Sunday, 23 March 2008

On Austen's Clues

Clueless, the 1995 Alicia Silverstone fluff-fest, was based on Jane Austen’s Emma; surprising, but apt you must allow. I never cease to enjoy the expression that comes over people’s faces when I share this piece of trivia, whether they be lit-buffs/Austen fans or just plain Clueless haters.

Let me first note that there has been a long tradition since Clueless for fluffing down various canonical works into teen-aimed flicks, which may or may not have been sparked off by the movie. Most people do not know that Clueless is based on a Jane Austen novel, and it was never marketed that way, not is it ever mentioned. That Ten Things I Hate About You is a version of Shakespeare’s The Taming of the Shrew is better known. Less witty modernizations of canonical works are even more publicized, like the dreadful She’s the Man starring Amanda Byrnes, a lamentably predictable excuse for Twelfth Night. Clueless may not be as witty as Ten Things or even as stylish as Cruel Intentions, but I think it certainly shares more with Emma than any of the ones I’ve mentioned, and that sheds some interesting light on the work of Miss Austen, particularly as the relationship between Clueless and Emma is so seldom thought of.

Cher Horowitz is the ostensible contemporary take on Emma Woodhouse, in characterization if not social location; after all modern day Beverly Hills is hardly the most pleasing equivalent for the classes Austen wrote about, who though wealthy and privileged (and not always that) were not really glamorous. Both heroines are blessed with good looks, affluence and social superiority, and marked with the same flaws, although Cher’s vanity and self-regard is less advertised than Emma’s. Both fancy themselves as instrumental in the matchmaking of a teaching figure (Miss Geist in Clueless, Miss Taylor in Emma) with someone else, which inspires an ostensibly well-intentioned pageant of good deeds (and I do mean pageant) which inevitably go wrong. Both have to learn that the inherent flaw in their good deeds is the vanity which underlies them all, and that they are not as socially competent as they had thought themselves (in a word, clueless). Both end up with the one person who is able to criticise them (Josh in Clueless, Mr Knightley in Emma), symbolizing their arrival at humility and self-knowledge.

Why then, is Clueless such a fluff-fest, and Emma a canonical work? What stopped the many that don’t and didn’t know where the plot blueprint for Clueless came from, from applauding the movie the way many received Austen’s works and still do? Is the dressing up really that important? Surely if one has profound significance then the other should too?

I suppose the answer in part does have much to do with the dressing, or the fluffing down. Jane Austen was praised not only for her use of irony and wit but also for her keen observation of a society that she represented very well, all of which in Clueless is naturally dismissed. Consequently the meticulous representation of the manners, propriety, hypocrisies and virtues of a small slice of human experience have been largely sacrificed.

Jane Austen was, fundamentally, a realist writer, and Clueless, for all its amusing translation into contemporary fluff, is a fantasy world. It is not the sort of fantasy that this blog celebrates, but the kind which ultimately yields little more than spectacle and decadent self-indulgence. In doing so, it really makes fun of itself, representing its trivia as exactly that: trivia. Because no matter how polished or trend-setting Clueless was, or how great Alicia Silverstone looked in it, we are meant to laugh at Cher, and never for a moment take her or her trivia seriously. It is ironic, but not the way Austen was ironic. Emma, on the other hand, though every bit as vain and self-indulgent as Cher, is somehow a heroine whose redemption we do take seriously, whose trivia, it seems, we do take seriously.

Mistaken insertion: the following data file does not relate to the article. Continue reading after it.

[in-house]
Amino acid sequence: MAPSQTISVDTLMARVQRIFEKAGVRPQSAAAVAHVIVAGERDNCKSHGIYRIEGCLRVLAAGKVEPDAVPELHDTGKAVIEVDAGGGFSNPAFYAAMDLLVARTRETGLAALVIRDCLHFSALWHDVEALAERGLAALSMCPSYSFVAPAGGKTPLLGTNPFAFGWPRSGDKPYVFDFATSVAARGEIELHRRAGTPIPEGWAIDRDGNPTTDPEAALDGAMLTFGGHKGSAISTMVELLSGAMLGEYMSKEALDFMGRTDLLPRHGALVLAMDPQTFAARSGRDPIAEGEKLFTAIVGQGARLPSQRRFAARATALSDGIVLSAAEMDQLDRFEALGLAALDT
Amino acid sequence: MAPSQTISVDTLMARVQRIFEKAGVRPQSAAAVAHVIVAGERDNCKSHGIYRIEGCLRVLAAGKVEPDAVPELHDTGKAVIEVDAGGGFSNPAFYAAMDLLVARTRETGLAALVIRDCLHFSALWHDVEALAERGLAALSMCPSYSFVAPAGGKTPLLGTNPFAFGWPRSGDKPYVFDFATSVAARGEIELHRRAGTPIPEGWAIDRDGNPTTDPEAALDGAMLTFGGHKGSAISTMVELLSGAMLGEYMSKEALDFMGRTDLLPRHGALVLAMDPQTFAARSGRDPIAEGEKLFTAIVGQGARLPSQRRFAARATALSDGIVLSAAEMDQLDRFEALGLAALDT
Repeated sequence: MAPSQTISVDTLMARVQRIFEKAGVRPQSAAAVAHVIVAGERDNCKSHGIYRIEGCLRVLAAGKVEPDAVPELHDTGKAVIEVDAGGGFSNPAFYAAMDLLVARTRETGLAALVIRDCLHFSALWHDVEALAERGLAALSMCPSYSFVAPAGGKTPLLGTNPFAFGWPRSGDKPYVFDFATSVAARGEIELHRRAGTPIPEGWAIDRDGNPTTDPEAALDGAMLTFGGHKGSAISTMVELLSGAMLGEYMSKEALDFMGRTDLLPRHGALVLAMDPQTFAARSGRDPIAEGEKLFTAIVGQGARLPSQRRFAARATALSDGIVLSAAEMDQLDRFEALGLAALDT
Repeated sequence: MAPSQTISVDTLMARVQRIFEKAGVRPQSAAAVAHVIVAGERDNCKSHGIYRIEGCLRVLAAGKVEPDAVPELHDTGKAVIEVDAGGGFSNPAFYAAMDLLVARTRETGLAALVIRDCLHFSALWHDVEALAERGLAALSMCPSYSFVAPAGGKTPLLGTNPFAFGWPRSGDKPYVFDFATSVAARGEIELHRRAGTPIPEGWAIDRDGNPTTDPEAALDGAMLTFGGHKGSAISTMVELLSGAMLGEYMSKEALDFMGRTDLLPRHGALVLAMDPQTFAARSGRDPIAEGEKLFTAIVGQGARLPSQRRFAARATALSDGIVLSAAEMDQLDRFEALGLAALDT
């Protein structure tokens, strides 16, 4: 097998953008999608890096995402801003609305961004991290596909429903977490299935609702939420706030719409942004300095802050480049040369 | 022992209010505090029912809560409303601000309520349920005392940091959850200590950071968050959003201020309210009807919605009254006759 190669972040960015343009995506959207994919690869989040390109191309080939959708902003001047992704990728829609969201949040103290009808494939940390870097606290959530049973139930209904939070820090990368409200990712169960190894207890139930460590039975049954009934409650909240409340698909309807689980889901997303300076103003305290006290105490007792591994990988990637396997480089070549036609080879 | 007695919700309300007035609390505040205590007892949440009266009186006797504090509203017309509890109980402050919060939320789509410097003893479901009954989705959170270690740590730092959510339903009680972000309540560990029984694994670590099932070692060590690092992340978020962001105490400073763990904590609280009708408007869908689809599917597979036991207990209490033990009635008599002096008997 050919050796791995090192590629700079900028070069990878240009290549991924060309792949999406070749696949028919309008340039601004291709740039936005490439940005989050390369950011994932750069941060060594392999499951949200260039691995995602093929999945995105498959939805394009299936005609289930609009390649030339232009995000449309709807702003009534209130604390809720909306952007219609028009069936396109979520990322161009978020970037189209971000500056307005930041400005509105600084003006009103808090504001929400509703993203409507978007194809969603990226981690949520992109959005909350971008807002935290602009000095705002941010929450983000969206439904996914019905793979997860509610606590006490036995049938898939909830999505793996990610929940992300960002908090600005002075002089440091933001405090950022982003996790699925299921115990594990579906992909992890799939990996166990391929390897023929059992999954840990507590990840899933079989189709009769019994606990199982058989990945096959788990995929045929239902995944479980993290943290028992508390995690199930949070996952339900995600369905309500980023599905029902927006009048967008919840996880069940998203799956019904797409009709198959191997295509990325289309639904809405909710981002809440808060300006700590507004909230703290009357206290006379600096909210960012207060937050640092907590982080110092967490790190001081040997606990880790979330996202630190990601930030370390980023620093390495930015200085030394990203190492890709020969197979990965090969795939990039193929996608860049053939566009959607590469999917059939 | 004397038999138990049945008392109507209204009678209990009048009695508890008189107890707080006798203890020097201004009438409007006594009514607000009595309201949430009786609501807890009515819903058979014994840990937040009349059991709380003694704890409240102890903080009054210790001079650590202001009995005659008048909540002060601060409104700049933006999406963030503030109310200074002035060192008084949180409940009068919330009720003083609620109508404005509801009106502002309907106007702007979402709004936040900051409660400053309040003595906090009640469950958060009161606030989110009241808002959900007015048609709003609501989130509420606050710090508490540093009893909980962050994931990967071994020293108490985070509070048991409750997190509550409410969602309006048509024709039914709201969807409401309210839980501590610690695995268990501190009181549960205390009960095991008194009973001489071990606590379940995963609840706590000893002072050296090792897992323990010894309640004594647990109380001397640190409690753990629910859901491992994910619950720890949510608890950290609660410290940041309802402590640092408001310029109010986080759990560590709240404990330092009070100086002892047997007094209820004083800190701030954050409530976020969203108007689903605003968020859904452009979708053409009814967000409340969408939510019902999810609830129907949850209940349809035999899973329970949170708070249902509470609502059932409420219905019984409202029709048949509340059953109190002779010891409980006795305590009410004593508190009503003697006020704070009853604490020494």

Why is this? Perhaps the crucial difference between Clueless and Emma is that Emma's [social] cluelessness was never the primary flaw, but her lack of respect for a complex system of conventions meant to serve courtesy and honour, as a result of arrogant dismissiveness. And curiously, in its very irony, Clueless replicates this flaw, by mocking the trivia which emerges with such skill in Austen's novels as anything but. Because if Austen's novels teach us anything, it is that playing justly by society's rules is never trivial if it serves their original purpose to sustain virtue and express compassion.

Wednesday, 16 January 2008

Of Seeing and Believing

I am always excited about film adaptations of books. The same is also true of books that movies have been based on. Even if I didn’t particularly like the movie, if I discover there is a book behind it, I will get my hands on that book. I can’t exactly say why this is. I suppose I love comparing a story-telling across two mediums. Most of the time I am disappointed of course, but that is a universal cliché. I still always get something out of it, see something there I hadn’t considered before: the director’s vision sometimes so far from my own it enters my consciousness as an entirely new aesthetic, if not an entirely new story, so that I can appreciate it for its own sake. And I believe that is fairly peculiar of me.

The Golden Compass, the film adaptation of Phillip Pullman’s Northern Lights is what I consider a good example of a film adaptation. I say this particularly because I didn’t really enjoy this book, and that has nothing to do with the current controversy whirling around its religious themes. Maybe it had something to do with the fact that I was reading it for a class, but I didn’t feel the wonder and heightened emotion that one should feel from a good fantasy work. I didn’t ‘recover’ the ordinary through its fantastic estrangement. The movie effected this. The movie made me realize there were things in that story that had tuned in to my sense of the epic and the fundamental. But it had taken the movie to bring these feelings to flower. I find this quite remarkable, that the movie did what the book could not…definitely a first for me. And I have never cultivated prejudice for one medium, over the other. For me both books and movies nurture imagination in their own particular ways. Yet undoubtedly we have fewer opportunities to find book adaptations of movies than movie adaptations of books. I have found both, and been very surprised by both experiences. If anyone has any doubt of this, take a scene from what you consider a ‘good’ movie, try and write down all the subtle and fine touches in a single expression on a character’s face, make it into a ‘book’. You could write pages, but I don’t think you would get the same effect, not without being a tyrant over your reader’s imagination. And the same is true, curiously, of movies based on books; no actor could precisely capture what you felt for the words that originally evoked those emotions.